Isn’t it annoying when a fighter acts cocky and invincible, but then, when he loses, it’s always someone else’s fault?

Unfortunately, along with all of the down-to-earth, well-respected athletes that enter the world of MMA, there are also a bunch of whiners that take no accountability for their downsides. So, it’s always refreshing to have a conversation with a guy like Bellator lightweight title contender Dave Jansen. The native of Portland, Ore., has had his ups and downs, but he always takes responsibility for his own state of mind.

Jansen (R) (Keith Mills/Sherdog)

Jansen (R) (Keith Mills/Sherdog)

Two years ago, after winning the Bellator season-seven lightweight tournament, Jansen was on top of the world. He was on a six-fight winning streak and was in line for a shot at then-champion Michael Chandler. Then, on June 2, 2013, it was announced that he had to pull out of the bout due to an ACL injury. The injury put him on the sidelines for nearly a year and a half.

Most fighters would be devastated by an injury so close to a title shot, and Jansen was no exception. He moved to a dark place mentally. In October 2014, he was finally back in the Bellator ring, facing Rick Hawn in a fight to regain his relevancy in the division. After three hard-fought rounds, Jansen swept the scorecards, extending his streak to seven and earning another shot at the belt, which is now in the hands of Will Brooks.

“I attribute my win streak to preparation and having a positive mental attitude,” Jansen told Combat Press. “I’ve had my highs and lows, of course. I hit a low point after my surgery, and I had to dig myself out of a well of despair there to come back and get ready for Hawn. I try to surround myself with the best people I can. That’s a big part of it.”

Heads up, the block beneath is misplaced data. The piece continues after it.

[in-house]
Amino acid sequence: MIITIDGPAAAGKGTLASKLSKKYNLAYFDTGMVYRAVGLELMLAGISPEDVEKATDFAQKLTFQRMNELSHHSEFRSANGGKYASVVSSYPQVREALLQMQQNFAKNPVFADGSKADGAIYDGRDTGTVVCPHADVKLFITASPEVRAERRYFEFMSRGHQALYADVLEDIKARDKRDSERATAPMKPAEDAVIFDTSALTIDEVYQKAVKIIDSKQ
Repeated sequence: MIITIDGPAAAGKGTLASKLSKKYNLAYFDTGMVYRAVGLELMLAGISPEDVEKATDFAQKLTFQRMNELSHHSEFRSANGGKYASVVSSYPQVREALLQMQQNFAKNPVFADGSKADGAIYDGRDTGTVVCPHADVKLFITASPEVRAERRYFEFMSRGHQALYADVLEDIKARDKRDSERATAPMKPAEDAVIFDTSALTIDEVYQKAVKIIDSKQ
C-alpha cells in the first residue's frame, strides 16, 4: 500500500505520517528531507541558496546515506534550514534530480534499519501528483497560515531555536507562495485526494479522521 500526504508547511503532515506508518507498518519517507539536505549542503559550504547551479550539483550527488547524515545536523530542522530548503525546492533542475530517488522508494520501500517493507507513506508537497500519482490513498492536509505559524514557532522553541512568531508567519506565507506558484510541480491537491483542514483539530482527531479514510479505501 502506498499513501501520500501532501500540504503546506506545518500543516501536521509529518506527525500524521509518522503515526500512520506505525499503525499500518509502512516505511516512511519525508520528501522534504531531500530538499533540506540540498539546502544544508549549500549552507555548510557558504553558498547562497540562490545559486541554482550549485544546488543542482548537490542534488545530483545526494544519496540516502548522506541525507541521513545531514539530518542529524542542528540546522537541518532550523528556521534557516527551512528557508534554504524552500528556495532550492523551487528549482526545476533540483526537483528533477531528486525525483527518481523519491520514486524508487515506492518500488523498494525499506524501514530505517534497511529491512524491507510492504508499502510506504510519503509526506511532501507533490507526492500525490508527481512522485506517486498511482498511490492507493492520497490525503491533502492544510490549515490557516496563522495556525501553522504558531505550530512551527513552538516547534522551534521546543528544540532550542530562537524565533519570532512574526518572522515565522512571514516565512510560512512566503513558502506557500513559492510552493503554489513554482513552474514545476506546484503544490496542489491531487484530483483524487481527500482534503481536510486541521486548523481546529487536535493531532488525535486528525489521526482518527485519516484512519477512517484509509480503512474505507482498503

Jansen did not wallow in depression, but, rather, picked himself up and pulled off a huge victory. A few months later, he finally got the call. He will face Brooks this Friday night at Bellator 136, live from the Bren Events Center in Irvine, Calif.

“I found out about three months ago, and I was happy,” Jansen intimated. “I’m getting my shot now for a reason. I’m more ready than I’ve ever been. I’ve always been prepared to fight for the belt, but I’m really coming into my power as a fighter. And, the relationships that I have — I have a very strong woman in my life. I’m not even going to call her my girlfriend. She’s my partner, you know? That’s powerful right there — a huge motivator.”

Jansen and his girlfriend, Zina, met about a year and a half ago. After reconnecting, they have been together since last December. His mental attitude has only gotten better since he has had her in his life.

“She’s always on my mind, and it’s really good,” Jansen admitted. “I’m centered for a change going into this fight.”

In addition to surrounding himself with the right woman, the Oregonian also surrounds himself with a great team at Rose City Fight Club and 10th Planet Jiu-Jitsu, both in the Portland area. His coaches and teammates include UFC veterans Mike Pierce and Ian Loveland, Ryan Lowe, Andy Minsker, Robert Villardi, Marc Sprague and Brent Primus, a Brazilian Jiu-Jitsu black belt and undefeated Bellator lightweight. In addition to the human capital that Portland has to offer, he also takes advantage of the geography to aid in his training.

“My cardio has never been better,” said Jansen. “I pride myself on being in the best shape I can be. I’ve got this new tool called a KickBike, and it’s all about independent limb development — being able to kick with both legs. There’s no gears of anything, and I’m using that to go up Mount Tabor in Portland, Ore., five times per day. It’s not that high, but it’s an inactive volcano, and it’s beautiful up there at the park. It takes me about seven or eight minutes to get from the beginning to the crown. I’m also wrestling, kickboxing, boxing and jiu-jitsu. I feel confident, relaxed and focused.”